Study no. 1: almost half of UK workers in the wrong job

Our first study comes from the CIPD, as reported by HR Review. They found…

  • 49% of people don’t have the right skill-set to match their current role: either being under- or over-skilled for their job.
  • 37% fall into the ‘over-skilled’ category, able to take on ‘more demanding duties’ than their roles require.
  • Conversely, 12% are in positions that they are not fully equipped to carry out.

As you can see, this study views the right and wrong job as one based on an appropriate skill-set. The CIPD also shared some interesting findings surrounding educational level.

It is reported that we have one of the ‘most skilled workforces’  in the world, as 42% of people hold a degree-level qualification. That said, we are also the nation with the highest proportion of roles that do not require degrees (or, for that matter, any lower level qualifications!).

  • 1/3 of employees reported that although they need a degree in order to qualify for their job, they don’t actually need one to complete their role to an effective standard.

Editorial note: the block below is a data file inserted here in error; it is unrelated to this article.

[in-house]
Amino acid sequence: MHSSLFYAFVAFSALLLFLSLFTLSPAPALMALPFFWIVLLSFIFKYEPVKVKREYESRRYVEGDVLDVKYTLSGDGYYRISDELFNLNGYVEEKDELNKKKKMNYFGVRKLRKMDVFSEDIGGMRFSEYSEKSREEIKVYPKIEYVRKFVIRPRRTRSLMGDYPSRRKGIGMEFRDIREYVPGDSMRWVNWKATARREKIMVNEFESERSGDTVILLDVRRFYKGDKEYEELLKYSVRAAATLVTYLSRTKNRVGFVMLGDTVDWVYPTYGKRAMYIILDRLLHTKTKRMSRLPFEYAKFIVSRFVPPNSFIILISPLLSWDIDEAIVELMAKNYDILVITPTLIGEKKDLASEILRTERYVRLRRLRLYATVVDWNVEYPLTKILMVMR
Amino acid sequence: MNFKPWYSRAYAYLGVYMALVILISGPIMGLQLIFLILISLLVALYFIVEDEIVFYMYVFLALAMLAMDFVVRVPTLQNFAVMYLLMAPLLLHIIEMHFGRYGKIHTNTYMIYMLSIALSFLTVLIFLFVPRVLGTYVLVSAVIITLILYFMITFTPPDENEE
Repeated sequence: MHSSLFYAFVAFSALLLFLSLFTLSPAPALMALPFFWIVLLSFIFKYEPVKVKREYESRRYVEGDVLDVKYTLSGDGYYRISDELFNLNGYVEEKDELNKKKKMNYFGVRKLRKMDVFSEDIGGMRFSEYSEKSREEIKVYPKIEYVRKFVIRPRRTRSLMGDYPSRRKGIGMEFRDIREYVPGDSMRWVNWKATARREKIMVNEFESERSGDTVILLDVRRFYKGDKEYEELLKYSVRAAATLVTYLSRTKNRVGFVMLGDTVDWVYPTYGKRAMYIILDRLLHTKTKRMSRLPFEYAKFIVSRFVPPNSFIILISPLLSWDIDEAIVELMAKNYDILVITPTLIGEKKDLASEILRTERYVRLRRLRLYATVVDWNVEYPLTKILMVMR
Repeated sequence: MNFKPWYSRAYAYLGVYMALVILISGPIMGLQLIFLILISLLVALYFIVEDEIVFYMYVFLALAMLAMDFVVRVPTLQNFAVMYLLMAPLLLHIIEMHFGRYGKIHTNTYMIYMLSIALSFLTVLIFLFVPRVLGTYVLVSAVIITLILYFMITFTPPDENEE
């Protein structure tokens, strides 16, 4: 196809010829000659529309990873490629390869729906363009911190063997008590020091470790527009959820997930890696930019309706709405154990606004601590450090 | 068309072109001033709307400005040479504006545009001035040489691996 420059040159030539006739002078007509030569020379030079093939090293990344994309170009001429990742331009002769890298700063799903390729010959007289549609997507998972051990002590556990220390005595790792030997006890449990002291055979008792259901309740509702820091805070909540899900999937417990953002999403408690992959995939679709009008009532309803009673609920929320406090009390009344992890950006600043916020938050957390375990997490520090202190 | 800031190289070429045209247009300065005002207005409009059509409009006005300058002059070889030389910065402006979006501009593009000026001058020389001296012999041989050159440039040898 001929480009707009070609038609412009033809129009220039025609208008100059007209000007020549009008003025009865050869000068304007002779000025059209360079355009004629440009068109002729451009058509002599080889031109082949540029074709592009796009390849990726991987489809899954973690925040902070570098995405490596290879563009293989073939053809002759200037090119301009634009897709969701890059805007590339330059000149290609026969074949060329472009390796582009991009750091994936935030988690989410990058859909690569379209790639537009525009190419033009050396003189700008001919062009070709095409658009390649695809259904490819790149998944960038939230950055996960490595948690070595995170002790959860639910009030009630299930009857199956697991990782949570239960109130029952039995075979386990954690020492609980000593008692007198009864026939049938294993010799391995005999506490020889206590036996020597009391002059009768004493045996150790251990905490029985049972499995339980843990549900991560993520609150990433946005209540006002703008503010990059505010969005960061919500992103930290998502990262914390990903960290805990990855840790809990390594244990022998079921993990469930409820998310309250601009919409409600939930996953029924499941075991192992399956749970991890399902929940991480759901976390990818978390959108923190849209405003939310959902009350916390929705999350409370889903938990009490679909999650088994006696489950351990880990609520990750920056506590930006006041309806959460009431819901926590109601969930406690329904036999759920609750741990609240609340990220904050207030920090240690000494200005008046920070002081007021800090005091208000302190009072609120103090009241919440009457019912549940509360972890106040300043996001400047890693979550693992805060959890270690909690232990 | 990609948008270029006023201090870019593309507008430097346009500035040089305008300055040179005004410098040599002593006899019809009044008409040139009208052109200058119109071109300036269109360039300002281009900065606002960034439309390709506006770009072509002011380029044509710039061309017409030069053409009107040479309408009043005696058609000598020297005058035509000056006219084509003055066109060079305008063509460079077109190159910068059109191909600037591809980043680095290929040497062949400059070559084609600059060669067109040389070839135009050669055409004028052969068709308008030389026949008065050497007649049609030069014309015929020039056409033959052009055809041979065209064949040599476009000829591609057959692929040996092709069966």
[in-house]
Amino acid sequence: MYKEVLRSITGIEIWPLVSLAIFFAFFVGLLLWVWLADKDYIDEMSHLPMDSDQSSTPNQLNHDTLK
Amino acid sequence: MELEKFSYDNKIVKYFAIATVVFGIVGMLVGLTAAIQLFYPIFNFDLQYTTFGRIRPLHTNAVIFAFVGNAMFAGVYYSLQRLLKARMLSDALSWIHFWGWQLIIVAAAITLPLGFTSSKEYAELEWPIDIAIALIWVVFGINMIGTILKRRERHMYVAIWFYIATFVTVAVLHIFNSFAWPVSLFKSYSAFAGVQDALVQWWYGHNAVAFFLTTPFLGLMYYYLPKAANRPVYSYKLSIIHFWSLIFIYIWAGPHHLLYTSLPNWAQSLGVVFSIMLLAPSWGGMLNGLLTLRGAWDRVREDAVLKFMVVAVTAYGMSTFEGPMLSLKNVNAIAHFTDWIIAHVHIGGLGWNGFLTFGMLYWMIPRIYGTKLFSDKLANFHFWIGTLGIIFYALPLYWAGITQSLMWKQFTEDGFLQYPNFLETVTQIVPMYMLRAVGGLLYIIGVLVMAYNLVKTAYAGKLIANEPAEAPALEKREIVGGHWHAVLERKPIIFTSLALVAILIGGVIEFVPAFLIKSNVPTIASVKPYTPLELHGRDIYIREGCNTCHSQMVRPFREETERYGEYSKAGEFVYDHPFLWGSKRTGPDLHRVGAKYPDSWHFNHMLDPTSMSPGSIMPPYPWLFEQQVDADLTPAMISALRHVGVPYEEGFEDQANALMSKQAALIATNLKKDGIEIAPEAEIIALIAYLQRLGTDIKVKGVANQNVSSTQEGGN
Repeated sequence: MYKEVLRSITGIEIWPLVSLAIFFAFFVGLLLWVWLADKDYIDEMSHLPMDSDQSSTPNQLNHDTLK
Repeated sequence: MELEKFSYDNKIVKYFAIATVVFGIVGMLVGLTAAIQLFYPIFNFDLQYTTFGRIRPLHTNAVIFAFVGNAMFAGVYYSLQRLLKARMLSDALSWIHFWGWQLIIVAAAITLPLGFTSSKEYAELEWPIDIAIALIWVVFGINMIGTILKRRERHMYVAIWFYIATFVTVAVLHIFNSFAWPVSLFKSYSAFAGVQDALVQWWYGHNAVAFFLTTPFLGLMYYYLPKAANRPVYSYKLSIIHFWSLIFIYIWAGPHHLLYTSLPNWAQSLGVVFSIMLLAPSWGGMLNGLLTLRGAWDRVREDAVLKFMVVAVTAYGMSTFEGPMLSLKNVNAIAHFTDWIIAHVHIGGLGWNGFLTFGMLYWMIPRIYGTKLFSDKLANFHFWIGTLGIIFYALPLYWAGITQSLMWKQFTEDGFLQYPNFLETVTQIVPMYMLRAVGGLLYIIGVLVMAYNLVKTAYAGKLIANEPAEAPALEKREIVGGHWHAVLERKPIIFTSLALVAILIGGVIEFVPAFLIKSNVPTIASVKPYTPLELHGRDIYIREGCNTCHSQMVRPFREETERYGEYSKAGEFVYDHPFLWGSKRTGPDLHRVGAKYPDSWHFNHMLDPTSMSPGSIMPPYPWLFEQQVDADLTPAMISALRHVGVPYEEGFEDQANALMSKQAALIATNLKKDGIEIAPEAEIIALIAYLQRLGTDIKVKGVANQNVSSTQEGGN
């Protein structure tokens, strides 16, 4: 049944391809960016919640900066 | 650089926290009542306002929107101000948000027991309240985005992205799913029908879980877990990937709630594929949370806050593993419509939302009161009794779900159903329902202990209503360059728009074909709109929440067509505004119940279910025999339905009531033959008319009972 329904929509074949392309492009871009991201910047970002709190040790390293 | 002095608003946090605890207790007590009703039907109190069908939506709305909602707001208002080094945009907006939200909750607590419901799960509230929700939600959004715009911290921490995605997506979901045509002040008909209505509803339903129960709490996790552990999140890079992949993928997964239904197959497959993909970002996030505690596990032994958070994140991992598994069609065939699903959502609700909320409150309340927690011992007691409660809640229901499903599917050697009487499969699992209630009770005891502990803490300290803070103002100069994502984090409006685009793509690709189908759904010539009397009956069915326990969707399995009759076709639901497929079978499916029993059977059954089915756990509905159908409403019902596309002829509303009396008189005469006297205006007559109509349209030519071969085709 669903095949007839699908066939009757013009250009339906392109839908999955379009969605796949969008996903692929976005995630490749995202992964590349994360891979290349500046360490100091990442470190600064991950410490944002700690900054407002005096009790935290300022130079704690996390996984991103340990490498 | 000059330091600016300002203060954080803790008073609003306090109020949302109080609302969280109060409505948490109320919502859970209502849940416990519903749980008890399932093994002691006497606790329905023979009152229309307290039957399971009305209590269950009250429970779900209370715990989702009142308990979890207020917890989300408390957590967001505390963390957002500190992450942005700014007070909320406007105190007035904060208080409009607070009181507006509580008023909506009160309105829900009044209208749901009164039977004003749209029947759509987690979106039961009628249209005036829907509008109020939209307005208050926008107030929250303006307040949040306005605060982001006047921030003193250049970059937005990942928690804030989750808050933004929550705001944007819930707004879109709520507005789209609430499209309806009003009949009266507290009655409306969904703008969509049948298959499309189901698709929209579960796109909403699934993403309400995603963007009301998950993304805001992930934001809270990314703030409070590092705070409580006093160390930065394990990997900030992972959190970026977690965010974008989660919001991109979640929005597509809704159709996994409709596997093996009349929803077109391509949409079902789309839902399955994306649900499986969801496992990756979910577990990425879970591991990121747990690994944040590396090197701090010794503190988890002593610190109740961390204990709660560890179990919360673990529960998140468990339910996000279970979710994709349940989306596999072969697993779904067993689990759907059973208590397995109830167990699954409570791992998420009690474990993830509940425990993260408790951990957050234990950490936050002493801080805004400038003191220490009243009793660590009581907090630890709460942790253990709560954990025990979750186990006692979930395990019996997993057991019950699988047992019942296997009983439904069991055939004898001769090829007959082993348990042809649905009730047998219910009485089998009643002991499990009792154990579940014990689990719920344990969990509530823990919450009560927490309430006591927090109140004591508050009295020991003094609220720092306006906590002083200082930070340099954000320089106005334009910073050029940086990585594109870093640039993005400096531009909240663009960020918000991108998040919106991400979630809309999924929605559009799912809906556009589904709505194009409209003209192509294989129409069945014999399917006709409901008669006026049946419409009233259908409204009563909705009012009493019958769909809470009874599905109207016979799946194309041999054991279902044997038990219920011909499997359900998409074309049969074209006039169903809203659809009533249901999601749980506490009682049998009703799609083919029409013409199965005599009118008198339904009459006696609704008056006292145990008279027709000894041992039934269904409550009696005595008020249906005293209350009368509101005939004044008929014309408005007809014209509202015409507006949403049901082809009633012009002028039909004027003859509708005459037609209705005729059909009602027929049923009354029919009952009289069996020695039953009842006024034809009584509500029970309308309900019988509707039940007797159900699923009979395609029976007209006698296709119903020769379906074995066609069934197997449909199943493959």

• At the other end of the spectrum, even those with degrees could fall into the ‘under-skilled’ category for their particular role.

Do these findings matter? Does it all even out in the end? HR Review’s report would suggest that this skill-set disparity is an issue as it can have a negative consequence on employees’ satisfaction. And we all know how employees’ experiences also directly affect staff retention levels and business growth.

Study no. 2: half of British workers may be in the wrong career

Research conducted by First Direct (and published by the Independent) tackles the question of career satisfaction more directly. We hear…

  • More than 1/2 of respondents are unsure if they are in the right career. 47% do not enjoy their ‘current line of work’.